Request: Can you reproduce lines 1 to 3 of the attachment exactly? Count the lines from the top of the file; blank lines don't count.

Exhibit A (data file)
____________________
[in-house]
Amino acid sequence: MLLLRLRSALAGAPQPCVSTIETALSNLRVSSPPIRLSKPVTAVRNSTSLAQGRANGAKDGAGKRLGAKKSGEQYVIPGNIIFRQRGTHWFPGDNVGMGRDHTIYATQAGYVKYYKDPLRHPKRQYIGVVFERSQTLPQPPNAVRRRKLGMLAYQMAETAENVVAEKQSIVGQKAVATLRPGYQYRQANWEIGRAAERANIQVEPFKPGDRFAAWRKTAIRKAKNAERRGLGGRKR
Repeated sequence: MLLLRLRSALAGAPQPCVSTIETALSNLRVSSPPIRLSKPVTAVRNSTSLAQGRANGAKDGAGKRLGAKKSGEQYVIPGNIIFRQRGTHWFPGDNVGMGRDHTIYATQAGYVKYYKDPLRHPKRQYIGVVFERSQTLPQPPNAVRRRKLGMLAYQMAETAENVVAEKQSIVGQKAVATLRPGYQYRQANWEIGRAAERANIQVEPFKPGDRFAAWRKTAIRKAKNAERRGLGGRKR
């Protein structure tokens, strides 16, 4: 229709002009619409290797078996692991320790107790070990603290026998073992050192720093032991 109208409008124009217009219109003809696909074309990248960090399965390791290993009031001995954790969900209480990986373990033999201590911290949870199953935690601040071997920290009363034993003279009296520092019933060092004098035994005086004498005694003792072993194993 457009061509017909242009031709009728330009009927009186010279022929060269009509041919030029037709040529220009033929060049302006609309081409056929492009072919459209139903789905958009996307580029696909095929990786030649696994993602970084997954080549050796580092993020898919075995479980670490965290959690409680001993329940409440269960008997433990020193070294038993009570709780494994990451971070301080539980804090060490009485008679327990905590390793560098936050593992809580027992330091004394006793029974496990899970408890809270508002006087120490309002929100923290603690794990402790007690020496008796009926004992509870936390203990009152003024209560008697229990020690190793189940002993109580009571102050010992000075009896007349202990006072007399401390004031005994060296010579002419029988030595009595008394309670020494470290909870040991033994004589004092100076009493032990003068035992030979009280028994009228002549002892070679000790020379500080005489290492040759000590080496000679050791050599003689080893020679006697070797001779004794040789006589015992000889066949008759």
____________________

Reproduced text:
[in-house]
Amino acid sequence: MLLLRLRSALAGAPQPCVSTIETALSNLRVSSPPIRLSKPVTAVRNSTSLAQGRANGAKDGAGKRLGAKKSGEQYVIPGNIIFRQRGTHWFPGDNVGMGRDHTIYATQAGYVKYYKDPLRHPKRQYIGVVFERSQTLPQPPNAVRRRKLGMLAYQMAETAENVVAEKQSIVGQKAVATLRPGYQYRQANWEIGRAAERANIQVEPFKPGDRFAAWRKTAIRKAKNAERRGLGGRKR
Repeated sequence: MLLLRLRSALAGAPQPCVSTIETALSNLRVSSPPIRLSKPVTAVRNSTSLAQGRANGAKDGAGKRLGAKKSGEQYVIPGNIIFRQRGTHWFPGDNVGMGRDHTIYATQAGYVKYYKDPLRHPKRQYIGVVFERSQTLPQPPNAVRRRKLGMLAYQMAETAENVVAEKQSIVGQKAVATLRPGYQYRQANWEIGRAAERANIQVEPFKPGDRFAAWRKTAIRKAKNAERRGLGGRKR